Thaw. First thing, when I step outside the kitchen, I smell melting snow, the slightly sweet and fecund scent of the earth in just a few patches—the flower pot I’ve left outside on the deck all winter.
Some days, we have long days, beginning before dawn and packed full of so much. Some afternoons linger, but those are few now, sparse, far beyond those countless hours of nursing, when time was swallowed in baby care.
After dinner, the 13-year-old walks down our road with me, not far at all. Waiting for her while she puts her chickens away for the night, I lean against the barn door, gazing through the twilight. I’ve never lived in a house with the sky so open overhead. On a ridge, we look down into the shallow, mist-covered valley, where the town, at dusk, is beautiful, flickering bits of lights.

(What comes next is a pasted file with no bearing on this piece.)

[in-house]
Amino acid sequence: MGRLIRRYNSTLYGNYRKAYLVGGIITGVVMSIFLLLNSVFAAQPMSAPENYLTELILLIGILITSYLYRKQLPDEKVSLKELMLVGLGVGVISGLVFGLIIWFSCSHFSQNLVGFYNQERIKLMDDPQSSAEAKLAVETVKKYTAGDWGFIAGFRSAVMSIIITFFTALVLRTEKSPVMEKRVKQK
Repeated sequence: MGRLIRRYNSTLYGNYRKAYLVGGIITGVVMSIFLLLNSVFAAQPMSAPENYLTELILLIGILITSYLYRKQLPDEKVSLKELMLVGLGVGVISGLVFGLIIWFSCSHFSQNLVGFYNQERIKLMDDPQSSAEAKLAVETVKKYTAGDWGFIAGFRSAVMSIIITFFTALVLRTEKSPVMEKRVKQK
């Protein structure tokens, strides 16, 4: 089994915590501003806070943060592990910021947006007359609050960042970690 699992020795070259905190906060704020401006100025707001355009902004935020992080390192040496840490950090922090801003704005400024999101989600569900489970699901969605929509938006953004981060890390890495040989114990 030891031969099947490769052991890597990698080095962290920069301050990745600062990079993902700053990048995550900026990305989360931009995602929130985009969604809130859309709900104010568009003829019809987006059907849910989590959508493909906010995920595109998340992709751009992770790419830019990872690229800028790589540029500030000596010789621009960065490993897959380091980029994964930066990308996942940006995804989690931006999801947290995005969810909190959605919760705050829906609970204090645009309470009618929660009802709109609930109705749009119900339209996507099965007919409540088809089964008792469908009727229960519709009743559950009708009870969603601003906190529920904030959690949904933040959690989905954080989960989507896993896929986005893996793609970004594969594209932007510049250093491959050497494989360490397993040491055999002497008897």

We’re so many months yet from working outside on the deck, me and the chittering birds, the sunlight on my keyboard and hands. But it’ll come: this reprieve is a reminder of spring, a certain promise of evening swims again.
we walk on hell,
gazing at flowers.